By: Christophe Colinet, Smart City Program Manager, Bordeaux-Métropole and Omar Elloumi, Chair, Smart Cities Working Group, AIOTI

Bordeaux-Métropole (greater Bordeaux) set its ambitions high: it aims to be a state-of-the-art smart city and community with citizens at the centre of its digital transformation ambitions. Bordeaux has been on a smart city journey which many other cities worldwide can draw inspiration from.

It all started in early 2017, when Bordeaux profited from public funding to experiment smart lighting in a district hosting convention centres and sports stadiums. Smart lampposts delivered significant energy and cost savings thanks to the Internet of Things (IoT) model allowing to switch-on the lights when sensors detect pedestrians or other road traffic passing by or when major events are taking place.

But when investigating how IoT applications could support other city operations, Bordeaux found that the technologies required would often rely on different connectivity and data models.

It became clear that deploying IoT in silos (e.g. lighting, mobility, waste management) would limit the ability to scale smart city solutions. It also became clear that IoT platforms based on open standards are best capable of supporting a diverse range of IoT applications, the sharing of associated data (subject to proper permissions) and avoid lock-in to technology providers.

A report from Machina Research[1] identifies three routes a smart city journey could take.

  • The ‘anchor route’ would see a city focusing on information and communication technology (ICT) applications to address pressing needs in vertical markets such as transportation or waste management.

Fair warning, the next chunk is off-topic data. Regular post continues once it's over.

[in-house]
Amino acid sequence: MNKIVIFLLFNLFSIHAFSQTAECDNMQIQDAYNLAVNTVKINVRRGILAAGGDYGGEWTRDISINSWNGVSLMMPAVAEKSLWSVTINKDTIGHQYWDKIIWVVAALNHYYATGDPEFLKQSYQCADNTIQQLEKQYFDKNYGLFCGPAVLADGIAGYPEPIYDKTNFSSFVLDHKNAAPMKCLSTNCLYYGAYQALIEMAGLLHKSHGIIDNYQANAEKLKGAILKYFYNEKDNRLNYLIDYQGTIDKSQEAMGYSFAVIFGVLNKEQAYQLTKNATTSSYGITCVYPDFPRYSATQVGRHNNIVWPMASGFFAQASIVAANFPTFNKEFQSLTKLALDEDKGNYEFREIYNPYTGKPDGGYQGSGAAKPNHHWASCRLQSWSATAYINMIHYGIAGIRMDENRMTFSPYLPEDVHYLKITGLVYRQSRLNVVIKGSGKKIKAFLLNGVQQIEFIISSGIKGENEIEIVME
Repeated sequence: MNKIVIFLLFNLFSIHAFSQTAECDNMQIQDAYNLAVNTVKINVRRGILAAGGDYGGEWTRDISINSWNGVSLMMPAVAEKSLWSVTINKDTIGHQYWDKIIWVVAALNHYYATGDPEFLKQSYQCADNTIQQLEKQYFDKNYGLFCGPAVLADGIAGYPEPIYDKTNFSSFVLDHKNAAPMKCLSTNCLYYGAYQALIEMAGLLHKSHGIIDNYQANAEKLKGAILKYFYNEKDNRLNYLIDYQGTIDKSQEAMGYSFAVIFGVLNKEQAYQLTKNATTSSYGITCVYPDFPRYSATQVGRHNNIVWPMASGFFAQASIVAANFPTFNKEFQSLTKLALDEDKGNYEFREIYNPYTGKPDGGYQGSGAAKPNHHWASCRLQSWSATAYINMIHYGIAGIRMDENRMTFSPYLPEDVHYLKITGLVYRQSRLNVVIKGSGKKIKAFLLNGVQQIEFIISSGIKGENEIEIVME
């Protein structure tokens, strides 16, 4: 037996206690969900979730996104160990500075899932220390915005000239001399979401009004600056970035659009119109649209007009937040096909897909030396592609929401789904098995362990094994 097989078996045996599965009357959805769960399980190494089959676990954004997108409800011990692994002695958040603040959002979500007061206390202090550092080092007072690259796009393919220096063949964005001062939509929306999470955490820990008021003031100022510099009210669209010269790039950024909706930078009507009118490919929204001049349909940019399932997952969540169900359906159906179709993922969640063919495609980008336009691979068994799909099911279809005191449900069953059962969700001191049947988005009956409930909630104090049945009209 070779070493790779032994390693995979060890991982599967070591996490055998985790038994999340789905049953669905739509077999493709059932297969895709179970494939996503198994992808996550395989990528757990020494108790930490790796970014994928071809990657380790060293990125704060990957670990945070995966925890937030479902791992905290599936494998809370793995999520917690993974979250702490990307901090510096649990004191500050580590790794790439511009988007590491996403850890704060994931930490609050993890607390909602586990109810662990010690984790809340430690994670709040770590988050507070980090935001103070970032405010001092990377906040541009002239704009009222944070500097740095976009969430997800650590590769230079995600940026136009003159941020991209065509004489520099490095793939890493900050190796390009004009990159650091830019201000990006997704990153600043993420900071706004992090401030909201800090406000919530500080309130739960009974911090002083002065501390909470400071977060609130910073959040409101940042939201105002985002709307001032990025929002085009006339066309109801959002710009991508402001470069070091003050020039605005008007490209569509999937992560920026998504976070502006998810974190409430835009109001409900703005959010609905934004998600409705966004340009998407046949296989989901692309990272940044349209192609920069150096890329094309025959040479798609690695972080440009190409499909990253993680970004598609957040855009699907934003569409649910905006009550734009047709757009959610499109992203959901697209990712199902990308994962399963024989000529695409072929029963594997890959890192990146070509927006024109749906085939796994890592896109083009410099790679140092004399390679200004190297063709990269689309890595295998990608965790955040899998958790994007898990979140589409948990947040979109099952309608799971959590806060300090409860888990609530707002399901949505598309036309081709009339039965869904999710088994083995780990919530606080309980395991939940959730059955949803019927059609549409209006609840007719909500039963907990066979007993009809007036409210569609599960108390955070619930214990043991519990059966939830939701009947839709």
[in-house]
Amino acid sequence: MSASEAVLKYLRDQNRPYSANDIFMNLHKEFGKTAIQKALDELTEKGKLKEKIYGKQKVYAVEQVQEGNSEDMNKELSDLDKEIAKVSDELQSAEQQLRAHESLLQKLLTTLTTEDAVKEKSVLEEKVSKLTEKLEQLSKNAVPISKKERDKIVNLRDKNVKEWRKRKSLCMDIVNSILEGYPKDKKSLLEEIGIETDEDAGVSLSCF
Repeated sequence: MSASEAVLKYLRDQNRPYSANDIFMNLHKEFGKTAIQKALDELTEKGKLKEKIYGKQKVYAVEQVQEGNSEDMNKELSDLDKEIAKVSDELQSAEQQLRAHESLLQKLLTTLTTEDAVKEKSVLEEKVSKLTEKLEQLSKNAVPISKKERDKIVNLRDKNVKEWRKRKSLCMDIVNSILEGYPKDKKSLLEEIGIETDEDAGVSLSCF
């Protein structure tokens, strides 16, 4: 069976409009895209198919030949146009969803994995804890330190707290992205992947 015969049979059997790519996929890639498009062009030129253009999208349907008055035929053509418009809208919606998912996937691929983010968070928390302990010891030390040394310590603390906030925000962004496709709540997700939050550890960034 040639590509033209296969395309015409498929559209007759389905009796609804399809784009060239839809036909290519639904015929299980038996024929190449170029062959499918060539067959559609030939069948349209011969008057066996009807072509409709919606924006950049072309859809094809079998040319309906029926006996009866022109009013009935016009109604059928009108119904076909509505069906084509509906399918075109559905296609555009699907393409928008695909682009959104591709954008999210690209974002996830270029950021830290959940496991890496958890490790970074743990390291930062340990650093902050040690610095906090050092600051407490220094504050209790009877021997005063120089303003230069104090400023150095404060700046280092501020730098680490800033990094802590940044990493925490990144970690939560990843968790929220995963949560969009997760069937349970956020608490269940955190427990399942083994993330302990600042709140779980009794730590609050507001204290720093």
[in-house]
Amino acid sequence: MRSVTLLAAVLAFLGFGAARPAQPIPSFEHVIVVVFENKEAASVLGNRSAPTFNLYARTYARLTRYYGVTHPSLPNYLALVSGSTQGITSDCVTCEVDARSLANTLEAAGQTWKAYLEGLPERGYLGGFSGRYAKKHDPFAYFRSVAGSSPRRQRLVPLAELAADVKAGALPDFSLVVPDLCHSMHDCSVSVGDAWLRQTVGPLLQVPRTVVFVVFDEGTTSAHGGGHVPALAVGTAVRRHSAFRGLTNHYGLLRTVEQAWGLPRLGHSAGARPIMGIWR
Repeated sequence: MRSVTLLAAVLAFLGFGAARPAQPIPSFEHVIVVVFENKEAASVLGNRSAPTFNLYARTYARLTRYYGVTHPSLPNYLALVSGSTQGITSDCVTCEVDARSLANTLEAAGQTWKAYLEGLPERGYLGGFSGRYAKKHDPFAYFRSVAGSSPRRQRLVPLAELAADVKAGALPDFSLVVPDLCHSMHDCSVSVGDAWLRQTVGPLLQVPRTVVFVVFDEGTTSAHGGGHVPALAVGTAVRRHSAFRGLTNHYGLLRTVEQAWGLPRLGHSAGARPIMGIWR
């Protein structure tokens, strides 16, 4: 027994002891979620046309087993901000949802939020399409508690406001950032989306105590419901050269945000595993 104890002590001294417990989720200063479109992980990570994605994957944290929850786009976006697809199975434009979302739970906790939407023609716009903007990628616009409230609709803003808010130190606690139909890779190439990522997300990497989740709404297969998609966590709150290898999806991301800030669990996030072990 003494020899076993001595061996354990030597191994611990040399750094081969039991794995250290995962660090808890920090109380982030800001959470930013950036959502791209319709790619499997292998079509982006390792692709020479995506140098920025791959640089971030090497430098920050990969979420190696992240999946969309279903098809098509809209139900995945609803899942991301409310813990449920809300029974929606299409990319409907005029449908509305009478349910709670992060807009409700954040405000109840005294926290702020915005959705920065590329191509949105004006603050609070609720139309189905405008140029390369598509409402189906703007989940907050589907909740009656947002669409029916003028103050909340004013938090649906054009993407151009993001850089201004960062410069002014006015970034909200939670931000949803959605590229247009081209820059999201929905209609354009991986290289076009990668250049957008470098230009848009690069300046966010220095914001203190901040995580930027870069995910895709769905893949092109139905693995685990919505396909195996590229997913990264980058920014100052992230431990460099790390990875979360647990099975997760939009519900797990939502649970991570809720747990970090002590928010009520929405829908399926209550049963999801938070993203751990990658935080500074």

• Cities taking the ‘beta route’ aim to learn from experience. They would experiment with ICT applications in reference zones before defining a precise plan for operationalising these applications at scale. This approach prizes agility, accounting for the evolution of technologies and business models.
  • The ‘platform route’ looks at the requirements of envisioned ICT use cases and deploys infrastructure capable of meeting these requirements, with a view to supporting future applications.

The smart city journey of Bordeaux is best described as an iterative sequence of these three routes, beginning with the beta route and moving towards the platform route to integrate data from legacy anchor applications and build new ones.

The platform route is emerging as the dominant long-term approach for Bordeaux, and the same can be said of many other cities around the world. Bordeaux’s experience could form a valuable point of reference for other cities considering the platform route, widely considered the most adequate approach towards scaling and overall commercial viability.

 City as a platform, step-by-step

Figure 1: Bordeaux ‘city as a platform’ path

Bordeaux ‘city as a platform’ path could be described as a three-step, non-sequential approach, as depicted in Figure 1.

  1. Consolidation through IoT platform: The city started with deployment of an IoT platform based on an open standard (namely oneM2M, that is also adopted at the international level by ITU) to support all new ICT applications. There are considerable advantages to this approach when it comes to the ownership of city data and the responsible management of citizen data in line with Europe’s General Data Protection Regulation (GDPR). It enables the reuse of data beyond originally intended purposes and assists in avoiding vendor lock-in, moving away from data silos and laying the foundation for new cross-domain ICT applications. For example, applications such as ones belonging to Mobility as a Service (MaaS) domain that are considered by Bordeaux, bring challenging cross-domain[2] requirements that could only be realised, in a cost optimised manner, through an IoT platform.